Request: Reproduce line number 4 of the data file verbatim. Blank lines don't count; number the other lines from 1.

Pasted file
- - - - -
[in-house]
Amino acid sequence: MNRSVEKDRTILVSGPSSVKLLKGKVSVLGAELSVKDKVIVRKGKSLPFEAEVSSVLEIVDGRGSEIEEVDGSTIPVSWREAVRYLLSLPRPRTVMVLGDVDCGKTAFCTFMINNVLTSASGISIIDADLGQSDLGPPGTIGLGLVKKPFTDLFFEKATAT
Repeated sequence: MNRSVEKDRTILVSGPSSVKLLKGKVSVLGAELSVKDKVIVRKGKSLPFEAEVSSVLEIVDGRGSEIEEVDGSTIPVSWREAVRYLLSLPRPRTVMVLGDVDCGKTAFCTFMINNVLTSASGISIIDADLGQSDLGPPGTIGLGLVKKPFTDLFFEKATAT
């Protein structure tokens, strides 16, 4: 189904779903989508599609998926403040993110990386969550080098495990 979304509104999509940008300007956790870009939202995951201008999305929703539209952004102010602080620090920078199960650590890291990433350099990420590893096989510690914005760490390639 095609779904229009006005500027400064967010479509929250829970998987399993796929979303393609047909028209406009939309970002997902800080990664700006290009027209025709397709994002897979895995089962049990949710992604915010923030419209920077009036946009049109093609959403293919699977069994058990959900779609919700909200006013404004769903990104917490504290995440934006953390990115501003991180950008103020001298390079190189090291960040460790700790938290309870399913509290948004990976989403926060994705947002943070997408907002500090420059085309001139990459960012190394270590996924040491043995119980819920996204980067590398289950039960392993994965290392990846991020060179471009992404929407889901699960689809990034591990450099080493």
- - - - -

């Protein structure tokens, strides 16, 4: 189904779903989508599609998926403040993110990386969550080098495990 979304509104999509940008300007956790870009939202995951201008999305929703539209952004102010602080620090920078199960650590890291990433350099990420590893096989510690914005760490390639 095609779904229009006005500027400064967010479509929250829970998987399993796929979303393609047909028209406009939309970002997902800080990664700006290009027209025709397709994002897979895995089962049990949710992604915010923030419209920077009036946009049109093609959403293919699977069994058990959900779609919700909200006013404004769903990104917490504290995440934006953390990115501003991180950008103020001298390079190189090291960040460790700790938290309870399913509290948004990976989403926060994705947002943070997408907002500090420059085309001139990459960012190394270590996924040491043995119980819920996204980067590398289950039960392993994965290392990846991020060179471009992404929407889901699960689809990034591990450099080493």